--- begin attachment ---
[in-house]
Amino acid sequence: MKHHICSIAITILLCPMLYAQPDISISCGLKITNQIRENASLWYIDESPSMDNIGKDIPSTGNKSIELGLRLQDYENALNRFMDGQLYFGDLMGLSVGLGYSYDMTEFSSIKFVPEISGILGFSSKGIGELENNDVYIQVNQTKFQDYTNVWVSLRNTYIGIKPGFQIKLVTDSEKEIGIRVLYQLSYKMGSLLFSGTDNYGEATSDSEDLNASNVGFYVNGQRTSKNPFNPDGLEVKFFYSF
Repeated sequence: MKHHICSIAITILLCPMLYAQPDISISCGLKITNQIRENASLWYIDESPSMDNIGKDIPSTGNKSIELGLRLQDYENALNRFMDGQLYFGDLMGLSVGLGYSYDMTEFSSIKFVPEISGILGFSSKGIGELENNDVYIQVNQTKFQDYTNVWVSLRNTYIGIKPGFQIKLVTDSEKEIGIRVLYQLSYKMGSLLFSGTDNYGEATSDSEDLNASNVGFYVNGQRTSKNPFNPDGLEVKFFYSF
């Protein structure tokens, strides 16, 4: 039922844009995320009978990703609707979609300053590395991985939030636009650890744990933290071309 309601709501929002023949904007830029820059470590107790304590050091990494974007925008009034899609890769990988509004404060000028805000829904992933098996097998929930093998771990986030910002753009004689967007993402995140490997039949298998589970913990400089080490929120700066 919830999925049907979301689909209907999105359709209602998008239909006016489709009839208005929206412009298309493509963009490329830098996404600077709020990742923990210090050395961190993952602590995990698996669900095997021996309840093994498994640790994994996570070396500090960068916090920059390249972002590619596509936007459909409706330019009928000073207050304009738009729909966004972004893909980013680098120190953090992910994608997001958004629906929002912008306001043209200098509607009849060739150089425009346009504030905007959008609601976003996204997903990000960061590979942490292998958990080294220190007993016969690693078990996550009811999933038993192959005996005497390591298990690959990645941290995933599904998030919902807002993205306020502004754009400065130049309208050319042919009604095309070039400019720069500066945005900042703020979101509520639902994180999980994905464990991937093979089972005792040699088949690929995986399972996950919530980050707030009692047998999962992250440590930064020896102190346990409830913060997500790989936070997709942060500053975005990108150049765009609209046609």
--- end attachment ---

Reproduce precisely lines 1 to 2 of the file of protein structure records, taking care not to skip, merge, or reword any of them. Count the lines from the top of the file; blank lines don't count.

[in-house]
Amino acid sequence: MKHHICSIAITILLCPMLYAQPDISISCGLKITNQIRENASLWYIDESPSMDNIGKDIPSTGNKSIELGLRLQDYENALNRFMDGQLYFGDLMGLSVGLGYSYDMTEFSSIKFVPEISGILGFSSKGIGELENNDVYIQVNQTKFQDYTNVWVSLRNTYIGIKPGFQIKLVTDSEKEIGIRVLYQLSYKMGSLLFSGTDNYGEATSDSEDLNASNVGFYVNGQRTSKNPFNPDGLEVKFFYSF